These Are a Few of My Favorite Things: 2012

Luciano Pavarotti once said, "One of the very nicest things about life is the way we must regularly stop whatever it is we are doing and devote our attention to eating."

My fourth annual recap of my favorite bites and meals reminds me that I pay attention to things like noodles, pickles, dairy products, booze, and obsessive people. From bowls of steaming noodles, to the best pork belly on the other side of the Mississippi, I noshed on morsels prepared by devoted chefs using ingredients raised by dedicated producers. These bites were usually shared with sweetheart friends, family members, friendly strangers, and/or the ever-awesome mustachioed gerg.

Here are my edible hits of 2012, in no particular order:

 L'ETOILE. Tory Miller, owner and executive chef at L'Etoile and Graze, was named Best Chef in the Midwest by James Beard in 2012. Lucky for us, two of his restaurants are located in Madison, Wis, which is just over the river and through the woods from Minneapolis. I visited both restaurants this year, but one dish at L'Etoile was particularly noteworthy. It was a crispy Willow Creek pork belly small plate served with yellow doll watermelon "kimchee" and then topped with a little frisée, fried peanuts, cilantro, and scallions. The salty pork belly paired with the fresh, tangy fruit was the bombdiggity.

LANTERN. As for James Beard winners, Andrea Reusing was the 2011 winner of the James Beard award for Best Chef in the Southeast. Gerg's sister and her husband treated us to dinner at Reusing's restaurant, Lantern, in Chapel Hill, NC. I ordered the crispy slow-cooked duck soup with fresh egg noodles, oyster and shiitake mushrooms, Shanghai bok choy, and scallions. The egg noodles were dreamy. The crispy duck added body and flavor to a broth that jived with the mushrooms and fresh scallions in a good way. And the dessert - roasted banana ice cream with caramel, soft cream, and locally made peanut brittle - was aces. Bananas never tasted so good.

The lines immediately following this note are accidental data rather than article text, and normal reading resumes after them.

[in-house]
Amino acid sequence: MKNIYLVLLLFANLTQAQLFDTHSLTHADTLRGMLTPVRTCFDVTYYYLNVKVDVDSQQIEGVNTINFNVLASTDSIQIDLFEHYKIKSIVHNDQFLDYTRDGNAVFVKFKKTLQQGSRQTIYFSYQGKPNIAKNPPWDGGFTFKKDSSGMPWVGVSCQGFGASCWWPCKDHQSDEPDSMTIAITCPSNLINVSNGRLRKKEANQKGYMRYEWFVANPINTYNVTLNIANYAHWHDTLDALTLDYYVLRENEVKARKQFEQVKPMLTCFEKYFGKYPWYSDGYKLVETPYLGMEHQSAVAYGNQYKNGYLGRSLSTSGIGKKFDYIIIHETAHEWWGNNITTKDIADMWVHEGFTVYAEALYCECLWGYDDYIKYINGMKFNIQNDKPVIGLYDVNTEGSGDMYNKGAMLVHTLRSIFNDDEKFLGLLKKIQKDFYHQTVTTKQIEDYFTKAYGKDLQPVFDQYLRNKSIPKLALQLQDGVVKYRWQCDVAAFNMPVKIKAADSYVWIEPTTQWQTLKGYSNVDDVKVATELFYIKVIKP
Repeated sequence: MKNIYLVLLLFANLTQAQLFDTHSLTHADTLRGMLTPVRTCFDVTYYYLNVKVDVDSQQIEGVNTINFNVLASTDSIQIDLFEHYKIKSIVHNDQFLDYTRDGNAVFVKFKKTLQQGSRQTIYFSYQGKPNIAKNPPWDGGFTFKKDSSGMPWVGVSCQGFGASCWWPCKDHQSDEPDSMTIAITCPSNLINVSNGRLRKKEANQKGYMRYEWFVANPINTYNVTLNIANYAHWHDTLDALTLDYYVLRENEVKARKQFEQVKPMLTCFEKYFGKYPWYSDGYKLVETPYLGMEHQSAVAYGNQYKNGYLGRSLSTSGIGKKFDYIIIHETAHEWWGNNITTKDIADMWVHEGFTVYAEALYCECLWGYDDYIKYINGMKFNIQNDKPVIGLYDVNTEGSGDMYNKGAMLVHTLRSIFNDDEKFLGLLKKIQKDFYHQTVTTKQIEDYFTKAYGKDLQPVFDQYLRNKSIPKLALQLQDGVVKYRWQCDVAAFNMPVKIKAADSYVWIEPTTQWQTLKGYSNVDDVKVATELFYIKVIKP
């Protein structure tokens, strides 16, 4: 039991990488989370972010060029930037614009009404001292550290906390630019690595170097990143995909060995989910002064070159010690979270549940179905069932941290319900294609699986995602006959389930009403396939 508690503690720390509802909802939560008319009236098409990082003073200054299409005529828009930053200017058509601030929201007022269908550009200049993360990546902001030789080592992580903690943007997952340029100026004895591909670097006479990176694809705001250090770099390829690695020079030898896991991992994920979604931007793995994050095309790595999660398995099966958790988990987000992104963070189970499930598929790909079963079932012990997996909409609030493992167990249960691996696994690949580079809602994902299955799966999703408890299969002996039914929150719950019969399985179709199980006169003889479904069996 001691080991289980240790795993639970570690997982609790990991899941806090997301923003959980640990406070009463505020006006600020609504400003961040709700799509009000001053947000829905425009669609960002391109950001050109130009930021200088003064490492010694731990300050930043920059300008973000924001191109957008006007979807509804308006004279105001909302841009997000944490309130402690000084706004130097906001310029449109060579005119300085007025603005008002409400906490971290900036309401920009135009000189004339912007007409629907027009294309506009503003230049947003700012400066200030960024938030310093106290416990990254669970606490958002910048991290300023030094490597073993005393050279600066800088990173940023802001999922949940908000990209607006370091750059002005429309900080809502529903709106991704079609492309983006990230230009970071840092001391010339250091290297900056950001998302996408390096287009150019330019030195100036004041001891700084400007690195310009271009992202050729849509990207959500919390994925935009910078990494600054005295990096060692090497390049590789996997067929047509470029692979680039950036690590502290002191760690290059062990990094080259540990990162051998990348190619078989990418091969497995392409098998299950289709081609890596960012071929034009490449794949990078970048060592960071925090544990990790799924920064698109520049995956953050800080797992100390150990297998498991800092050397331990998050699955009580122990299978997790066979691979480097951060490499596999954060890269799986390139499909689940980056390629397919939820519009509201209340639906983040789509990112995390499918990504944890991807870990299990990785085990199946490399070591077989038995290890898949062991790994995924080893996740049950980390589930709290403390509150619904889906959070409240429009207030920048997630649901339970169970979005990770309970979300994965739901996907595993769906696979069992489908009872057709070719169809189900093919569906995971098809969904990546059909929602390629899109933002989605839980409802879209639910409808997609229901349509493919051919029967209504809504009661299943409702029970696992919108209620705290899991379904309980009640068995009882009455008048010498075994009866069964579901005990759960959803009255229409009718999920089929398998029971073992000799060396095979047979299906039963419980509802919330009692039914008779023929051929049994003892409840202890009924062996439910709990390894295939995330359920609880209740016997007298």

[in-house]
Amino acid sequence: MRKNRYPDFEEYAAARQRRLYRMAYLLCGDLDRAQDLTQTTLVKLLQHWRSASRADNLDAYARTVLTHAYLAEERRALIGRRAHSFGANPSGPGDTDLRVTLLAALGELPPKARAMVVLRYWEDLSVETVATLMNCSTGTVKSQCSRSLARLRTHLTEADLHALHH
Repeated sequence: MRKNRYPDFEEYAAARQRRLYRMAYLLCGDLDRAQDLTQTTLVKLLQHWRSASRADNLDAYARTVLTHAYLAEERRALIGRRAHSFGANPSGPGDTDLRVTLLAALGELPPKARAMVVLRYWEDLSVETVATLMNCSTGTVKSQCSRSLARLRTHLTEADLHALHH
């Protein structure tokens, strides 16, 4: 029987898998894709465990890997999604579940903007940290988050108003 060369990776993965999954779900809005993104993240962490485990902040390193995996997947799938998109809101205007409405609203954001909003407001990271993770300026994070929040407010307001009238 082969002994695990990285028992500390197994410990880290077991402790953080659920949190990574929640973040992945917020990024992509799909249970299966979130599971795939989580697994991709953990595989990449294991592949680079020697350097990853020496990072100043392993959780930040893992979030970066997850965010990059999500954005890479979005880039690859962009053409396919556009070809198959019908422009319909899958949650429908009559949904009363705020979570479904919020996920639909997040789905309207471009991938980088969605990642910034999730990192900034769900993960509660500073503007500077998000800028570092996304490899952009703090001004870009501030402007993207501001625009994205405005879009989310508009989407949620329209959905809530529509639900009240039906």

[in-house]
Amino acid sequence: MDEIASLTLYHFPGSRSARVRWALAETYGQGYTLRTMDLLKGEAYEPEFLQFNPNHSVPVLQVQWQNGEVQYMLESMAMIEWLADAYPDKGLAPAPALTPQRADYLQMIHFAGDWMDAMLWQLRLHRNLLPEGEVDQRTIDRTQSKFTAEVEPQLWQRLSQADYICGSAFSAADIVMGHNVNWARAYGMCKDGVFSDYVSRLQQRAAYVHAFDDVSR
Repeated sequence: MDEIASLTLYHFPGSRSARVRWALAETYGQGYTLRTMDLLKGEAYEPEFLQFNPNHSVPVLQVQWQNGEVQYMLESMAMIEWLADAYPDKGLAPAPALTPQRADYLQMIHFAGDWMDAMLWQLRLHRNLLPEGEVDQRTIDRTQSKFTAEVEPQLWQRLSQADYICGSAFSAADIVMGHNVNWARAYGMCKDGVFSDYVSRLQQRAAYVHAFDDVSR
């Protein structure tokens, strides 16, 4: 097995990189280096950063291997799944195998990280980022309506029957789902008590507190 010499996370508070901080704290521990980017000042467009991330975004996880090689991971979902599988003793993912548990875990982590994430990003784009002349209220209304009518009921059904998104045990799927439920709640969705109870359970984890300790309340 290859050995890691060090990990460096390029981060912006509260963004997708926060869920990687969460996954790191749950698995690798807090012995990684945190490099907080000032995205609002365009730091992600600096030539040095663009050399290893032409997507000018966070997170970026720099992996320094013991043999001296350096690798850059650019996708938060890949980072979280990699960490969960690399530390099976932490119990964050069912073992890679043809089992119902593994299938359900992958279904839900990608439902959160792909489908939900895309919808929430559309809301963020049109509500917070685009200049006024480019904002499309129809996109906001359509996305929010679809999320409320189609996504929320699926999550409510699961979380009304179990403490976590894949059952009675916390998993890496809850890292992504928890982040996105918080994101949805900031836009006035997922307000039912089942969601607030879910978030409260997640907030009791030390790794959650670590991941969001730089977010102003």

THE OLD FASHIONED. The Old Fashioned Tavern and Restaurant in Madison, Wis, was a semi-finalist for the James Beard award for outstanding bar program in 2012. As I enjoyed many old fashioned libations there, I also ordered the #7 Appetizer THRICE in 2012. Check it out; they load a "lazy Susan" with local dilly beans, deviled eggs, dill potato salad, pickled beets, poppy seed coleslaw, dill pickles, Widmer’s Brick cheese spread, Vern’s Sharp Cheddar cheese spread and then set it in the middle of your table with a side of crackers and rye bread. It's about as irresistible as a Donald Driver Lambeau leap.

SINGING HILLS GOAT CHEESE. Singing Hills Goat Dairy is Minnesota’s goat farm darling on the interwebs. Lynne Reeck and Kate Wall operate Singing Hills Goat Dairy, a 25-acre farm in Nerstrand, where they’re raising goats and crafting fresh, artisan goat cheese. Light and mild, the brine on their slabs of feta-style goat cheese gently coaxes the milky flavor from the cheese. And their fresh curds are soft, slightly salty, and squeaky between your teeth. We made a homemade homerun this year - Singing Hills feta piled on a rosemary, parsley, and garlic seasoned lamb burger, with olives.

KATANA-YA. On a cool and misty afternoon in San Francisco, I took a chance on Katana-ya Ramen. The waiting line at the joint is legendary,  but when I wandered there at 4pm on a Tuesday, I was seated promptly. I immediately ordered a bowl of the Katanaya Ramen - ramen noodles in a miso broth served with corn, fried chicken, fried potatoes, seaweed, scallion, bbq pork, and boiled egg. The noodles were oh-so silky and the miso-based broth was complex and soothing.